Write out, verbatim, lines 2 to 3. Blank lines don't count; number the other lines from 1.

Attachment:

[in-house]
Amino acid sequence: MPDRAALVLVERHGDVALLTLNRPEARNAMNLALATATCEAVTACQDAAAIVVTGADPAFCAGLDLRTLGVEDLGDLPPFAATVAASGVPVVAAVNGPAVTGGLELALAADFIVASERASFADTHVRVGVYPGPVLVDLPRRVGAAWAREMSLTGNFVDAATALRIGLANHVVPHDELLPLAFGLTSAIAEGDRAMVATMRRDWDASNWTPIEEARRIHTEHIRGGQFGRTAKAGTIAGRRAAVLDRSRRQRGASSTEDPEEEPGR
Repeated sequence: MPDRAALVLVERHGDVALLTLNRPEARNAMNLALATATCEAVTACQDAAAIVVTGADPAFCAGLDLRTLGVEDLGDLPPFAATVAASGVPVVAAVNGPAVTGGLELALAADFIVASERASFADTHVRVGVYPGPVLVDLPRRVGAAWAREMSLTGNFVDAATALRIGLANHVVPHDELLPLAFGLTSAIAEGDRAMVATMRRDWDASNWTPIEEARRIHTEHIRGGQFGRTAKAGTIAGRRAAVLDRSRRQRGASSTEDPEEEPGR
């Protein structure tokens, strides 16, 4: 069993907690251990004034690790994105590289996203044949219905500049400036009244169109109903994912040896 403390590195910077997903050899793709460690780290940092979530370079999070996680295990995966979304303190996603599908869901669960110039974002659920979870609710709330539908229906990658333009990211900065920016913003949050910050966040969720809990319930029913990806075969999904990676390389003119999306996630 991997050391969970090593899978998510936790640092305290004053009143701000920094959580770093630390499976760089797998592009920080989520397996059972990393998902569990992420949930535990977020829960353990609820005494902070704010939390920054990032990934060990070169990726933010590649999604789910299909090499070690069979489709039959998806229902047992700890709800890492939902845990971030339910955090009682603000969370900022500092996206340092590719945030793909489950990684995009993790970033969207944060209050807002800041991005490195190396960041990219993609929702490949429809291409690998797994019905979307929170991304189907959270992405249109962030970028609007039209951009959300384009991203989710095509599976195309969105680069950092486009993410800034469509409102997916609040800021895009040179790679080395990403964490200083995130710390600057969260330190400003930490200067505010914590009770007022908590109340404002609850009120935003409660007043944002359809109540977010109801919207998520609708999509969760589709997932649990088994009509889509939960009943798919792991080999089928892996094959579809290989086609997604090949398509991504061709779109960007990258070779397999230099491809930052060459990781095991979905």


Amino acid sequence: MPDRAALVLVERHGDVALLTLNRPEARNAMNLALATATCEAVTACQDAAAIVVTGADPAFCAGLDLRTLGVEDLGDLPPFAATVAASGVPVVAAVNGPAVTGGLELALAADFIVASERASFADTHVRVGVYPGPVLVDLPRRVGAAWAREMSLTGNFVDAATALRIGLANHVVPHDELLPLAFGLTSAIAEGDRAMVATMRRDWDASNWTPIEEARRIHTEHIRGGQFGRTAKAGTIAGRRAAVLDRSRRQRGASSTEDPEEEPGR
Repeated sequence: MPDRAALVLVERHGDVALLTLNRPEARNAMNLALATATCEAVTACQDAAAIVVTGADPAFCAGLDLRTLGVEDLGDLPPFAATVAASGVPVVAAVNGPAVTGGLELALAADFIVASERASFADTHVRVGVYPGPVLVDLPRRVGAAWAREMSLTGNFVDAATALRIGLANHVVPHDELLPLAFGLTSAIAEGDRAMVATMRRDWDASNWTPIEEARRIHTEHIRGGQFGRTAKAGTIAGRRAAVLDRSRRQRGASSTEDPEEEPGR